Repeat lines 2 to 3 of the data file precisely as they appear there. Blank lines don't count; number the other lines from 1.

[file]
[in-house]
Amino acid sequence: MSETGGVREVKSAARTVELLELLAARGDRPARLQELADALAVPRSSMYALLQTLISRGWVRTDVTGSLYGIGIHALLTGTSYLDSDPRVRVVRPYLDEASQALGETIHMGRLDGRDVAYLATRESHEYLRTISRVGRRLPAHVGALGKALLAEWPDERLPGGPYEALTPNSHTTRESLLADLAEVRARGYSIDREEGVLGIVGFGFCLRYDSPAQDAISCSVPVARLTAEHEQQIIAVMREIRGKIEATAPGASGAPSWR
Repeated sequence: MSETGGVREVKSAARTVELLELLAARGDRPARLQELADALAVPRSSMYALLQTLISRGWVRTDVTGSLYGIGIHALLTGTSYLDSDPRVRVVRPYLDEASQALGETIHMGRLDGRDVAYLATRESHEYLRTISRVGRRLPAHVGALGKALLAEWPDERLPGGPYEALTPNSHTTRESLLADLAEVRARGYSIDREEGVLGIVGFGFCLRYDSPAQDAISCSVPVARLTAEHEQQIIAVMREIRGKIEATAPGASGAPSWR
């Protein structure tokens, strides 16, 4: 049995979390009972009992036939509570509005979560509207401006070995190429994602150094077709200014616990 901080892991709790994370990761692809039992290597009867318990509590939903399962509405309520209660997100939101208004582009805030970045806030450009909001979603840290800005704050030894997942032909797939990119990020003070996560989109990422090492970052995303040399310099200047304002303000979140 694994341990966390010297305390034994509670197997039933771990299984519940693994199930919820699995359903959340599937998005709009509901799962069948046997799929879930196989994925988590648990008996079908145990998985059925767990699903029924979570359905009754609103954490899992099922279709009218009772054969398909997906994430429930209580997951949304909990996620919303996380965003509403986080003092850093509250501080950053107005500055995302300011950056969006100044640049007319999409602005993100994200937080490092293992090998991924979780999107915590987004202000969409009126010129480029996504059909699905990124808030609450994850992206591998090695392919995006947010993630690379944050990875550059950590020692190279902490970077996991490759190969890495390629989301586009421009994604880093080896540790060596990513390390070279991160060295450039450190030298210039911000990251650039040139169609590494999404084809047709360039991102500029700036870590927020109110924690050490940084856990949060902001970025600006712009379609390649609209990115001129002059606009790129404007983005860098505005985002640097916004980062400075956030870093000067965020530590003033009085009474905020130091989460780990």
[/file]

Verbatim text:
Amino acid sequence: MSETGGVREVKSAARTVELLELLAARGDRPARLQELADALAVPRSSMYALLQTLISRGWVRTDVTGSLYGIGIHALLTGTSYLDSDPRVRVVRPYLDEASQALGETIHMGRLDGRDVAYLATRESHEYLRTISRVGRRLPAHVGALGKALLAEWPDERLPGGPYEALTPNSHTTRESLLADLAEVRARGYSIDREEGVLGIVGFGFCLRYDSPAQDAISCSVPVARLTAEHEQQIIAVMREIRGKIEATAPGASGAPSWR
Repeated sequence: MSETGGVREVKSAARTVELLELLAARGDRPARLQELADALAVPRSSMYALLQTLISRGWVRTDVTGSLYGIGIHALLTGTSYLDSDPRVRVVRPYLDEASQALGETIHMGRLDGRDVAYLATRESHEYLRTISRVGRRLPAHVGALGKALLAEWPDERLPGGPYEALTPNSHTTRESLLADLAEVRARGYSIDREEGVLGIVGFGFCLRYDSPAQDAISCSVPVARLTAEHEQQIIAVMREIRGKIEATAPGASGAPSWR